Real estate laws in the UK are continuously changing. This year there are a number of changes being implemented for owners of furnished holiday lets (FHL). If you own this type of property, it's worth familiarising yourself with the changes as soon as possible, in order to stay ahead of the game.
Furnished holiday lets (FHL) are categorised as a trade by the UK tax authorities, rather than as a property. When calculating your taxes, you will need to make sure that this is taken into account. In order to be categorised as a furnished holiday let, your property must also meet certain requirements.
- A rental period more than 210 days in one year;
- The furnished holiday let must be rented out for at least 105 days in any one year period;
- The tenants must not friends or relatives of the owner;
- The FHL should be located either in the UK or European Economic Area (EEA).
- Furnished holiday lets occupied by a family or single person for short stays of more than 31 days will also fall into this category. If your property fits this description, then the new rules apply to you.
Benefits of Furnished Holiday Lets
A furnished holiday home lease brings several advantages for the owner. These include the following:
- Retirement accruals. The income your property generates entitles you to make pension contributions.
- Council tax exemption. Owners of furnished holidays homes are not required to pay council tax. However, you will need to register for business rates. These are calculated by your local council and tend to be lower than council tax. To register for business rates your FHL must be rented out for more than 210 days a year.
- Tax deduction. Furnished holiday home owners are entitled to a tax reduction. This applies to furniture, appliances and other possessions inside the property. If you decide to make repairs, you can deduct the costs from your pre-tax income.
- Capital gains tax credits. As a FHL owner you qualify for capital gains tax credit along with other taxes that are usually just for traders. These include business asset disposal relief, business asset rollover relief and gift hold-over relief.
All of the above is legislated in accordance with the law and applies to all furnished holiday home owners in the UK and EEA.
How do I get benefits?
You can apply for capital allowances for any necessary items or improvements made to your furnished holiday let, as soon as you start renting your property out. This includes furniture, appliances, light fittings, electrical appliances and other utensils. It's worth noting that heating and electricity costs are not included.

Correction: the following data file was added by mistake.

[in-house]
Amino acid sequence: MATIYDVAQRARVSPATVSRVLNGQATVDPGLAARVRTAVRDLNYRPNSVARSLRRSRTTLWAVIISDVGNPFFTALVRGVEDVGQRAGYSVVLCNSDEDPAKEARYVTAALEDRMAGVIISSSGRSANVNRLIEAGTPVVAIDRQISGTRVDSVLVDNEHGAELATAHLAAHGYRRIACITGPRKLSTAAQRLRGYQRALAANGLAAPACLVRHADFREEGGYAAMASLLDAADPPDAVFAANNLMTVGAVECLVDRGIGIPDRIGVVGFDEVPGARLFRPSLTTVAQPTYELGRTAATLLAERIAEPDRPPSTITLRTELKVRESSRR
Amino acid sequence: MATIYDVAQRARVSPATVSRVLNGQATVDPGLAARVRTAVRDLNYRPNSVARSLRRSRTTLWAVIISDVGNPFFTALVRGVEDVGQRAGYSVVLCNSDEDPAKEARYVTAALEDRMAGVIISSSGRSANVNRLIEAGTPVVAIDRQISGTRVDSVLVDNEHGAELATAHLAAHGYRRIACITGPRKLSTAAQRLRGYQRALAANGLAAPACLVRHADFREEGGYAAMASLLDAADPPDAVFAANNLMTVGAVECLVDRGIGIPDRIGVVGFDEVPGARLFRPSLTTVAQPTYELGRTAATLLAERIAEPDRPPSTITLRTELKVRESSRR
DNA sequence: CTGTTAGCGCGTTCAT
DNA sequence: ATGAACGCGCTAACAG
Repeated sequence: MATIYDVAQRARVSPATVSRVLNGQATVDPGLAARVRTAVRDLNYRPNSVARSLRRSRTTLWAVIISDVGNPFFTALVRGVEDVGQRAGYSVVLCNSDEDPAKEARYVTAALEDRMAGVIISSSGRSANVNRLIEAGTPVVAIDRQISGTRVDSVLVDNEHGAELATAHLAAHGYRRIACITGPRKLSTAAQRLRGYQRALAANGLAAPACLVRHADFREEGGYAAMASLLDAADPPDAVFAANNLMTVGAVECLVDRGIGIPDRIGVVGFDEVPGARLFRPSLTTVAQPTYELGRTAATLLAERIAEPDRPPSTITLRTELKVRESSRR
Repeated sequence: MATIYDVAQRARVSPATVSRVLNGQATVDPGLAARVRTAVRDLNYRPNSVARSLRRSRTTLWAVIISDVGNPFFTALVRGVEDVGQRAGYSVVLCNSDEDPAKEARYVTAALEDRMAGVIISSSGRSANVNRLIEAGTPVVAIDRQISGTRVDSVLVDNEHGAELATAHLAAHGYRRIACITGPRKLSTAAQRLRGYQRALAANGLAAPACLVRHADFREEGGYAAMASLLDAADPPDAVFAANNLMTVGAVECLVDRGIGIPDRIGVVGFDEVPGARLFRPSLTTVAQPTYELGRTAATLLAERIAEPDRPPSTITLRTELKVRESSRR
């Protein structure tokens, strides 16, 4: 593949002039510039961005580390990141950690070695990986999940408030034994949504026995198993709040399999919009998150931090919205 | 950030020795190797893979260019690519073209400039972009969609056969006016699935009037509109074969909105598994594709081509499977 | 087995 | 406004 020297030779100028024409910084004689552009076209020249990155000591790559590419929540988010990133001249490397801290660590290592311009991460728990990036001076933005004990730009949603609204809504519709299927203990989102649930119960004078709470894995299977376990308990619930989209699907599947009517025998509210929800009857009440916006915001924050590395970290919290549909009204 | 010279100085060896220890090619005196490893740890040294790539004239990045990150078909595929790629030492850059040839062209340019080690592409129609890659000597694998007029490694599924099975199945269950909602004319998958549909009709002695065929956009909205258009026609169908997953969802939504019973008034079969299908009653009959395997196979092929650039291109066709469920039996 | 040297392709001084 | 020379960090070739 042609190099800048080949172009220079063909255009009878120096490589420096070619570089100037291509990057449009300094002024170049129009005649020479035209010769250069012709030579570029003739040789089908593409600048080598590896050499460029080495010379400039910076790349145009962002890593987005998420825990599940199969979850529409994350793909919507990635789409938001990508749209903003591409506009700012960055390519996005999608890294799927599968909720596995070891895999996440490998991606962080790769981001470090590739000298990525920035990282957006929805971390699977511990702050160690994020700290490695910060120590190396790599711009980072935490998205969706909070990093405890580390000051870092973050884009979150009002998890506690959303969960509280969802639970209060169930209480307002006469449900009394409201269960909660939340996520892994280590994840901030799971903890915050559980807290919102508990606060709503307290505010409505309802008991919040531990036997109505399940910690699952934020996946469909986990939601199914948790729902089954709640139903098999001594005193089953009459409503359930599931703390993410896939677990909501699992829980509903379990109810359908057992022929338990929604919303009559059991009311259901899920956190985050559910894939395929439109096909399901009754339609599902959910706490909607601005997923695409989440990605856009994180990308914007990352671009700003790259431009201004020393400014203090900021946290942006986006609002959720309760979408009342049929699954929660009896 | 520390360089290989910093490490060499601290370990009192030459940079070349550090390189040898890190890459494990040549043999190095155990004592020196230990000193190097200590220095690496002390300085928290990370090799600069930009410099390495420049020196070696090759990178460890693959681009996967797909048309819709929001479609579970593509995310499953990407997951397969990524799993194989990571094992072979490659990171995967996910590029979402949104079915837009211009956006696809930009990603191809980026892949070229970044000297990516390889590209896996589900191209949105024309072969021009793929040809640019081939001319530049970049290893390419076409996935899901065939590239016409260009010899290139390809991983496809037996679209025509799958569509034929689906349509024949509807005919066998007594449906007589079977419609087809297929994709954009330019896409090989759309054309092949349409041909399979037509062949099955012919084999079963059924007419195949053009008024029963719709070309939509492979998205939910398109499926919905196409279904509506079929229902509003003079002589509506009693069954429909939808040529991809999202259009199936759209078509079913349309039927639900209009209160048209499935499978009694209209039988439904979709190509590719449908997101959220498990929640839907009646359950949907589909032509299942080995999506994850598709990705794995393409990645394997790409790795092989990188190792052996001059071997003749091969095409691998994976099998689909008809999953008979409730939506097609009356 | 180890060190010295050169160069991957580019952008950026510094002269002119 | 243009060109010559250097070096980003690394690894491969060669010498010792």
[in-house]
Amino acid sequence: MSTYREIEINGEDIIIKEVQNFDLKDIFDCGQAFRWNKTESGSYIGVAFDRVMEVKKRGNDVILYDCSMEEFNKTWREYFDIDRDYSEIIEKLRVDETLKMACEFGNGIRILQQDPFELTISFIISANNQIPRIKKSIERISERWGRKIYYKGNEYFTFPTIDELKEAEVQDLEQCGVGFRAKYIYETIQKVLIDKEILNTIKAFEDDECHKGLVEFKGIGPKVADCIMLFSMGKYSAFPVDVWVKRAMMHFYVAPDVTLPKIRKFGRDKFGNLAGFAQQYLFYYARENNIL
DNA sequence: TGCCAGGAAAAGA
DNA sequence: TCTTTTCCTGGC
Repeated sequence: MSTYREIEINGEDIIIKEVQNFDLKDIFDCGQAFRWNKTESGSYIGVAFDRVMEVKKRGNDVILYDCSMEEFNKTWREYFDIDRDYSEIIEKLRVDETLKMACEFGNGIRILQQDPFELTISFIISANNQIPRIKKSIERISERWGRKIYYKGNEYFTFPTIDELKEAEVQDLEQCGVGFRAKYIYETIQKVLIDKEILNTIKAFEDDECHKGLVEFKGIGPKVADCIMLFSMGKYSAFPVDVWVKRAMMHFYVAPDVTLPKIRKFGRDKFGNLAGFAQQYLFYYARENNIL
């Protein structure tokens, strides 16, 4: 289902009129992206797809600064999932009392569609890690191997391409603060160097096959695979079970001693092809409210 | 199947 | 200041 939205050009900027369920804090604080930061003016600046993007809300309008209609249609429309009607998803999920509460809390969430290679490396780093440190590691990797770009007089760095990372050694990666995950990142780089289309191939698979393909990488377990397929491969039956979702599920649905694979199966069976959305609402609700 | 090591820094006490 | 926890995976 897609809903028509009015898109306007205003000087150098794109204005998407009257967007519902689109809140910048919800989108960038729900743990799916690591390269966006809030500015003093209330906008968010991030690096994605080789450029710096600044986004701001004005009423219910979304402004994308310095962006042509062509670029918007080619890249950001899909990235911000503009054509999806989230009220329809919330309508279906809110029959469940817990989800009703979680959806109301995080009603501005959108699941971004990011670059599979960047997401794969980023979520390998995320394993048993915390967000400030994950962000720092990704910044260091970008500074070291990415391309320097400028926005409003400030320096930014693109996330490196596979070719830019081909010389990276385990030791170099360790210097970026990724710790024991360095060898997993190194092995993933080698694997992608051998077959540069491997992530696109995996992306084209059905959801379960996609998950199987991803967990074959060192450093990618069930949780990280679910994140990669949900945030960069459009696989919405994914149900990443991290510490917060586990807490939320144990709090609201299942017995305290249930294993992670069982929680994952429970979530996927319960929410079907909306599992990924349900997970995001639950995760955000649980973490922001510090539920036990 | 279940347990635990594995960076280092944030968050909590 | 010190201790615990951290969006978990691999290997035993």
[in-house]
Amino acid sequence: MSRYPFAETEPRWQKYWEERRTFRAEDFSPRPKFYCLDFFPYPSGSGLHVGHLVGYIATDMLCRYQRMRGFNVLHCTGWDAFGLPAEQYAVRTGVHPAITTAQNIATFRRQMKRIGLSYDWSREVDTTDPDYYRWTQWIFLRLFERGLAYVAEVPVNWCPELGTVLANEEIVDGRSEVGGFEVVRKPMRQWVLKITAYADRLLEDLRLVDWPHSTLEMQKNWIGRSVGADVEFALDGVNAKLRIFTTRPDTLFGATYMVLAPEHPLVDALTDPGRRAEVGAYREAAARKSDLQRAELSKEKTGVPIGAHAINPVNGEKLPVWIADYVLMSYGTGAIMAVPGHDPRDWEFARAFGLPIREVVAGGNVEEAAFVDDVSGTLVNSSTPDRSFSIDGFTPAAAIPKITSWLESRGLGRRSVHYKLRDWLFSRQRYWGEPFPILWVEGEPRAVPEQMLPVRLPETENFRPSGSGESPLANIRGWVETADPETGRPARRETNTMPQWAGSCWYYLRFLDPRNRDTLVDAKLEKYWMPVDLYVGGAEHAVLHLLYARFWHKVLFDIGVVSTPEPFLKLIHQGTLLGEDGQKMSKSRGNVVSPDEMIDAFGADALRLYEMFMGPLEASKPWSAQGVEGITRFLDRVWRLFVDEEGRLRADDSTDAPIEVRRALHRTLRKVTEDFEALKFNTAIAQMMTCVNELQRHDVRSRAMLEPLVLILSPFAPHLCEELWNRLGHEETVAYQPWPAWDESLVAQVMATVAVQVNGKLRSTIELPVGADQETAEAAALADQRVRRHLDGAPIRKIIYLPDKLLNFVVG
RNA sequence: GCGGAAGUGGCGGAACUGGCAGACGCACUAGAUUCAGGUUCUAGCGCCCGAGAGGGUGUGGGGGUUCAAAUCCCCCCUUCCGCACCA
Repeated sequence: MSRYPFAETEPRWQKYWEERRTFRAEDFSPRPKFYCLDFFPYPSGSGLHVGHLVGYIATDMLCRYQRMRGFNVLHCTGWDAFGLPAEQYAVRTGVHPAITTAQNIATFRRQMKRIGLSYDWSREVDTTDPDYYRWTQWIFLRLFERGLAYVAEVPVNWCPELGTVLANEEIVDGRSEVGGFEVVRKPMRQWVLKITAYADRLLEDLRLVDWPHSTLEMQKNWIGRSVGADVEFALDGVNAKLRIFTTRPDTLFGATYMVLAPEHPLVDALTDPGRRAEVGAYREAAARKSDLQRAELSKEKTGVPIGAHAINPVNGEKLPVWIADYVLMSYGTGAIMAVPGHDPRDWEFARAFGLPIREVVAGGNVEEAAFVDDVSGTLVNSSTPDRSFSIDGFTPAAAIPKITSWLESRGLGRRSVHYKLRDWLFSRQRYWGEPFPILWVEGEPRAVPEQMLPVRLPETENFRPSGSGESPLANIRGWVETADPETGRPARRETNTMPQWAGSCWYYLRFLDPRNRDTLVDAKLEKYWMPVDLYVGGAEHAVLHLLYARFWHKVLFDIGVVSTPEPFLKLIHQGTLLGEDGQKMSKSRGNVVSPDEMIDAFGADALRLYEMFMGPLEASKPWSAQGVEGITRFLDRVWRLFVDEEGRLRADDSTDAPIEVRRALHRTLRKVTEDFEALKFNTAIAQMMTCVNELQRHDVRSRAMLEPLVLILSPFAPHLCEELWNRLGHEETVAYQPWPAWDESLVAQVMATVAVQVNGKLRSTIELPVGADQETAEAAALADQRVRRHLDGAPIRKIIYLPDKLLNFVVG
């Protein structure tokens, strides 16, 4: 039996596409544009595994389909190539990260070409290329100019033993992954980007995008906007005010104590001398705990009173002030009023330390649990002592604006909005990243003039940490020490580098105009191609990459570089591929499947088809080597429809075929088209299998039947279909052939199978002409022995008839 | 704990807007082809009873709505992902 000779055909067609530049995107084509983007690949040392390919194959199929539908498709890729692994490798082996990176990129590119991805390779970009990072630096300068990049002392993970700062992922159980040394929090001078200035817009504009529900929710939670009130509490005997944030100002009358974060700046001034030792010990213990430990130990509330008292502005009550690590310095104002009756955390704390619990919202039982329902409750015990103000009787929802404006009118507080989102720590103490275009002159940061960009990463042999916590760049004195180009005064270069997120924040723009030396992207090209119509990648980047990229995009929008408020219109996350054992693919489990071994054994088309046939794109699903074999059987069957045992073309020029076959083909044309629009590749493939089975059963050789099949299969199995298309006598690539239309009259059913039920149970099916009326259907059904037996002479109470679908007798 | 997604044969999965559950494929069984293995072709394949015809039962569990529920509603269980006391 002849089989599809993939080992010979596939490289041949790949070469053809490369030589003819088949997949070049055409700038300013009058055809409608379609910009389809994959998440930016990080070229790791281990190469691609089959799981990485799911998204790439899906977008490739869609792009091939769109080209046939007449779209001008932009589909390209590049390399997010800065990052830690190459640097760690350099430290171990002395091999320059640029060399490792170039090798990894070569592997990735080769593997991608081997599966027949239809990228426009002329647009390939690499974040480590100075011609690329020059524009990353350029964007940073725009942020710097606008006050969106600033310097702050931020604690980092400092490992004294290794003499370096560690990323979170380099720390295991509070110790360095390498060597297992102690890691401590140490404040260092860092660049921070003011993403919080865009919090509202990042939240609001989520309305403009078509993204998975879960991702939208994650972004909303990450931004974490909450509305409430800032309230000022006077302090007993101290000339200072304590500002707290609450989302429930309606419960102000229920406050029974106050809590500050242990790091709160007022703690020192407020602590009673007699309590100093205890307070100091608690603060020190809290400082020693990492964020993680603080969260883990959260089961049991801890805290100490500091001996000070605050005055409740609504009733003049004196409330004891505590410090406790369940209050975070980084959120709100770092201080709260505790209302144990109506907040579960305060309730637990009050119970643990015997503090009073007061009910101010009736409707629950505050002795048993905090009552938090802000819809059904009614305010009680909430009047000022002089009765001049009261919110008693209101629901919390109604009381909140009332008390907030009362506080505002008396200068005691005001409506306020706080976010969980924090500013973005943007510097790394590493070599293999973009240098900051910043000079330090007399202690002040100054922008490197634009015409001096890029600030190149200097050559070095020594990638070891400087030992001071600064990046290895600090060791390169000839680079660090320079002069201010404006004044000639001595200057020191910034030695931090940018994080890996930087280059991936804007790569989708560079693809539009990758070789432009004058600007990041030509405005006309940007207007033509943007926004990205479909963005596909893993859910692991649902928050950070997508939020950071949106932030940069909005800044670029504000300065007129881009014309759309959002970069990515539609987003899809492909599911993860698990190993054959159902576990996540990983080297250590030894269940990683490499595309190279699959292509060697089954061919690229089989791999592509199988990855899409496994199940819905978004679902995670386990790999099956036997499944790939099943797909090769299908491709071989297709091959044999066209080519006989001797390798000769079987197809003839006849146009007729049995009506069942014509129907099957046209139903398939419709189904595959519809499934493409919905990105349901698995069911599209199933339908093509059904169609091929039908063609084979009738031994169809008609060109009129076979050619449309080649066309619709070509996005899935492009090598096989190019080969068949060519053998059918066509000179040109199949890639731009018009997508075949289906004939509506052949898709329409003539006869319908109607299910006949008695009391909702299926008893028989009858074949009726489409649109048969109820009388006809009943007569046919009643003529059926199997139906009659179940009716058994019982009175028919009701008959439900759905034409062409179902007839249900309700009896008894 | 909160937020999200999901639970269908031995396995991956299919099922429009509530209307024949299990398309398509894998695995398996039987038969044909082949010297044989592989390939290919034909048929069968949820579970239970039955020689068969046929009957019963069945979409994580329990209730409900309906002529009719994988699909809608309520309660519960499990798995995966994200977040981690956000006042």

Any fixtures and fittings claimed for in your furnished holiday home, can be deducted from your profit when you calculate your tax bill. This will need to be done on a yearly basis.
If your Air b and b rental is classed as an FHL, it counts as a full-fledged business. Therefore, the costs of maintenance and improvements must be covered by your rental income, and similar to capital allowances, you can claim for these expenses against your revenue when paying tax on your holiday let.
Allowable tax expenses include
- Interest payments on loans or mortgage payments
- Cost of advertising and promoting your FHL on advertising platforms
- Home insurance
- Heating and electricity costs
- Cleaning costs
- Gardening costs
- Utility bills
- Real estate agents or management company fees.
It is important to note that benefits to FHL owners are available for as long as tenants are occupying the property.
VAT obligations when renting out FHL
In addition to the benefits and tax relief outlined above, renting with Airbnb (add hyperlink - https://www.smarthost.co.uk/) also imposes some obligations on the owner. If your rental income exceeds £85,000 per year, you are required to register as a VAT payer. In order for this rule to apply, your property must generate a weekly income of £1,635 for all 52 weeks of the year. The majority of FHL owners don't tend to make that amount of income however, it's good to know the rules, as it may apply to those who own more than one property.
**Please note that this blog should not be taken as formal advice. If you are unclear on any of the information mentioned above, you should always seek professional advice.**